Southern Research Institute and UAB partner to develop life-changing medical devices

Technological advances are changing the way medicine is practiced, and UAB’s Department of Biomedical Engineering is working with Southern Research Institute to be at the forefront of the field.

hergenrotherRobert Hergenrother
Contributed by Southern Research Institute

Southern Research Institute
, developer of seven FDA-approved cancer drugs, and the University of Alabama at Birmingham, a leading research institution ranked 23rd nationally in NIH funding, have partnered to develop new medical devices to improve healthcare in the U.S. and around the globe.

A medical device is any medical instrument, as opposed to a drug, that is used to diagnose, prevent or treat a disease or medical condition. New diagnostic imaging, surgical tools and therapeutic implants are examples of what the U.S. Food & Drug Administration defines as medical devices.

The strategic partnership, which is called the Alliance for Innovative Medical Technology (AIMTech), combines the research and discovery expertise of Southern Research Institute scientists and engineers and UAB biomedical engineers and clinicians. They’ll take a patient-centric approach to medical technology development in five key areas:

  • Cardiology
  • Orthopedics
  • Ophthalmology
  • Rehabilitation Engineering
  • Trauma

Southern Research Institute and UAB researchers will work together to create medical devices across all five specializations. The goal is for the first group of AIMTech-created medical devices to hit the market by 2020. By comparison, it can take 10 years to create an FDA-approved drug.

The idea for the new alliance arose from discussions between Art Tipton, Ph.D., president and CEO of Southern Research Institute, and Timothy Wick, Ph.D., chair of the UAB Department of Biomedical Engineering. Tipton holds 34 U.S. patents, helped lead the growth of three pharmaceutical/biotech companies, and launched four commercial products.

“Partnering with UAB on this initiative allows us to accelerate commercialization of medical technologies, improve healthcare delivery and outcomes, and generate economic development and growth,” said Tipton. “This is also an opportunity to develop a lucrative business unit that will potentially create a number of new companies and jobs within the rapidly-growing biomedical engineering industry.”

aim tech2UAB professor David Brown, Ph.D., and AIMTech Director Robert Hergenrother, Ph.D., work with a UAB grad student to test a device currently under development by AIMTech.“Our partnership with Southern Research Institute in the Alabama Drug Discovery Alliance has already been a tremendous success,” said UAB President Ray L. Watts, M.D. “We have approximately 18 new disease-changing therapies in the ADDA pipeline. We’re pushing hard to bring them to market as new treatments as rapidly as possible, which could have incredible health care and economic development implications. We envision a similar impact with the AIMTech collaboration.”

Watts, who is both a physician and an engineer, understands the importance of design in the development of new medical devices.

Tipton hired Robert Hergenrother, Ph.D., as the director of AIMTech. Hergenrother has led the creation of 15 neurovascular, diagnostic, wound care, and orthopedic medical devices during his career. He ran research and development for the medical device business unit of Minnesota-based SurModics and led a team of engineers at California-based Target Therapeutics, now Stryker Neurovascular. Eighteen of his inventions have been patented in the U.S. Hergenrother has also been appointed professor in UAB’s biomedical engineering department.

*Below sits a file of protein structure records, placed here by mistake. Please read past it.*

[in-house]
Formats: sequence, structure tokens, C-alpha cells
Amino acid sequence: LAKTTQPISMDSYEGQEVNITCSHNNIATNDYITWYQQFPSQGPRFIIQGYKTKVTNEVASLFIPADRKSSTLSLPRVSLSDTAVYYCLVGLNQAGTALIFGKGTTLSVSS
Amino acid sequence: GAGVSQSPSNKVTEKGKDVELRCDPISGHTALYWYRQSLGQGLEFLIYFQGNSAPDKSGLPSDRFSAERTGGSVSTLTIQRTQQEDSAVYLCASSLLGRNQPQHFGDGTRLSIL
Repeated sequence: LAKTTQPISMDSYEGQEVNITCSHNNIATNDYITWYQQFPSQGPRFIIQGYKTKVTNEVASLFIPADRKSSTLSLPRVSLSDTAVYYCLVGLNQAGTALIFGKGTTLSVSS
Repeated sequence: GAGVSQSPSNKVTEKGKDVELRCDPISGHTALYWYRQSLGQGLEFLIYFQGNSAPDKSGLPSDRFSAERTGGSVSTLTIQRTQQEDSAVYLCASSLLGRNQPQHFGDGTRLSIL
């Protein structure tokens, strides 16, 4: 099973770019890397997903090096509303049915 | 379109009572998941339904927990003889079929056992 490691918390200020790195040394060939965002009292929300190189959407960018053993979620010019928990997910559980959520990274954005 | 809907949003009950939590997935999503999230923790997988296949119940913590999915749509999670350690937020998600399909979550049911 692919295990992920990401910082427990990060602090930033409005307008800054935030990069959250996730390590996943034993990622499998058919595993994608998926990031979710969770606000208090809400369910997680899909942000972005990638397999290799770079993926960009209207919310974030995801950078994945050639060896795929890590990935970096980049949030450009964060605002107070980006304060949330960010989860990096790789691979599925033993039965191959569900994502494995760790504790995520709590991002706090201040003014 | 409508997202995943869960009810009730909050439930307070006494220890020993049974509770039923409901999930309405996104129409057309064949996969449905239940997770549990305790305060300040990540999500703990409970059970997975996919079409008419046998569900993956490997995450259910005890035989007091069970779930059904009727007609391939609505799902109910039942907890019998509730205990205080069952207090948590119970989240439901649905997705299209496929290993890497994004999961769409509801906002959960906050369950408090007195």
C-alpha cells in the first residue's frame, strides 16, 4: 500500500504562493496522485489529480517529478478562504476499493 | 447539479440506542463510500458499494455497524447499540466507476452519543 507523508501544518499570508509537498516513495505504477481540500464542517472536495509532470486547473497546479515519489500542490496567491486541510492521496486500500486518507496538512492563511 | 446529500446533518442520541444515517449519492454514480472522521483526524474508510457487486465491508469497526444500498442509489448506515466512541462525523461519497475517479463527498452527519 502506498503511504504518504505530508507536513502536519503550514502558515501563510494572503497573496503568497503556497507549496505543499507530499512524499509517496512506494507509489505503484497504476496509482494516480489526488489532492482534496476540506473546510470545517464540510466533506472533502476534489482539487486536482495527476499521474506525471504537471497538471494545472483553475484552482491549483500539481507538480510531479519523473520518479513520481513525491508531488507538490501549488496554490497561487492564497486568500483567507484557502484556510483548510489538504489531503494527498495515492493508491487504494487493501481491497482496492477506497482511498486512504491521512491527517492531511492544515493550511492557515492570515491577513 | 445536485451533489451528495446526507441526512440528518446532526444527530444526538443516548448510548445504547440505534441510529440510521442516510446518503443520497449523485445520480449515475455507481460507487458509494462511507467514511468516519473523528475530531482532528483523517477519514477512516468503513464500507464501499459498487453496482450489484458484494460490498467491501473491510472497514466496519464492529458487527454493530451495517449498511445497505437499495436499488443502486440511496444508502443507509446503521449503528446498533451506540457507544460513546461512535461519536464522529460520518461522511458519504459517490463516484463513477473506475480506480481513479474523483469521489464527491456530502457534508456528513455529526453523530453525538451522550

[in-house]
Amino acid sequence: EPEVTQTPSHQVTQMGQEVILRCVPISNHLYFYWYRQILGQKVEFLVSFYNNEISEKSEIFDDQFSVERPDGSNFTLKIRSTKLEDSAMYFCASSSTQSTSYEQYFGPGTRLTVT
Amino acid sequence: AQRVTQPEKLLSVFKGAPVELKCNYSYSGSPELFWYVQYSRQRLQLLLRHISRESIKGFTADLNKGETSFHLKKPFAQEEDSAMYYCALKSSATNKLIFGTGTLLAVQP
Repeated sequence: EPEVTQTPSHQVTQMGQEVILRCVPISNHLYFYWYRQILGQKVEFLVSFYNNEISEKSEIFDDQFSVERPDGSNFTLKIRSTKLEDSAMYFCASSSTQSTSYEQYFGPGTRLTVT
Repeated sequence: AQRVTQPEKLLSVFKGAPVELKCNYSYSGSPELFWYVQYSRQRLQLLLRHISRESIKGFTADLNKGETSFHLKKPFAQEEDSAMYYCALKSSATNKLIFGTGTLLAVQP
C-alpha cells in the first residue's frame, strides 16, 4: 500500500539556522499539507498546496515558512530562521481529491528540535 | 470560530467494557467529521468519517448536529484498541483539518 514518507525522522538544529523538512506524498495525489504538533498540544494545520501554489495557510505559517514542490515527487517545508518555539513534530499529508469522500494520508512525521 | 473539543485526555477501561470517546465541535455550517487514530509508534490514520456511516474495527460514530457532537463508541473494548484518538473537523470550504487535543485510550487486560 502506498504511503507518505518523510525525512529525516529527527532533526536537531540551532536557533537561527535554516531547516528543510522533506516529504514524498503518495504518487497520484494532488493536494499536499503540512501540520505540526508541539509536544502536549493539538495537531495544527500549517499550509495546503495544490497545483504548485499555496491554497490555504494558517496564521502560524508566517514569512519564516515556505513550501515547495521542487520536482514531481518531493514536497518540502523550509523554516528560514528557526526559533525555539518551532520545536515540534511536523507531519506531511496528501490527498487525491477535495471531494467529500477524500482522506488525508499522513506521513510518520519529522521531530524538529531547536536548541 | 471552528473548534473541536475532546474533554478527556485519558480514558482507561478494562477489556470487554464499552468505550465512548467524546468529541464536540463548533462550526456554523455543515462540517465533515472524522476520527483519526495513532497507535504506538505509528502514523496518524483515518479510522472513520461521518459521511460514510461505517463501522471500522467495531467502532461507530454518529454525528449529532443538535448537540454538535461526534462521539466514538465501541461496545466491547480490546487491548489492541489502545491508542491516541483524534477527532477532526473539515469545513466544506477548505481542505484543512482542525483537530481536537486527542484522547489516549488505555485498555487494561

AIMTech will invent the new medical devices, help raise venture capital, establish small medical device companies, and manage the clinical trial and FDA approval processes. Major medical device companies will manufacture and sell the devices.

AIMTech will gain a return on investment through research grants, licensing, royalty fees and equity arrangements.

“We have all the ingredients here to create a powerhouse in the medical device industry,” said Hergenrother. “But what’s more exciting than that, is knowing that we’ll be creating the technology that will help patients live longer and more active lives.”

AIMTech will invent the new medical devices, help raise venture capital, establish small medical device companies, and manage the clinical trial and FDA approval processes. Major medical device companies will manufacture and sell the devices.

“The regional investment community is excited to see these two Birmingham powerhouses coming together to develop medical devices,” said Robert L. Crutchfield, general partner, Harbert Venture Partners. “Combining the research and innovation development resources at UAB with the commercialization expertise, experience, and capabilities at Southern Research Institute should create value by increasing the number of UAB commercial spin outs.”

According to the U.S. Department of Commerce, the U.S. medical device industry is expected to grow nearly 21 percent to $133 billion by 2016. The Bureau of Labor Statistics projects 27 percent job growth in the industry between 2012 and 2022, with a median pay of about $87,000 a year.

  • The U.S. is the largest medical device market in the world.
  • There are more than 6,500 medical device companies in the U.S.
  • Eighty percent of medical device companies have fewer than 50 employees.
  • Most medical device companies are located in California, Florida, New York, Pennsylvania, Michigan, Massachusetts, Illinois, Minnesota and Georgia.
  • Collaborations have led to recent advances in neuro-stimulators, stent technologies, biomarkers, robotic assistance and electronic device implants.
  • U.S. exports of medical devices exceeded $44 billion in 2012 — a seven percent increase from 2011.
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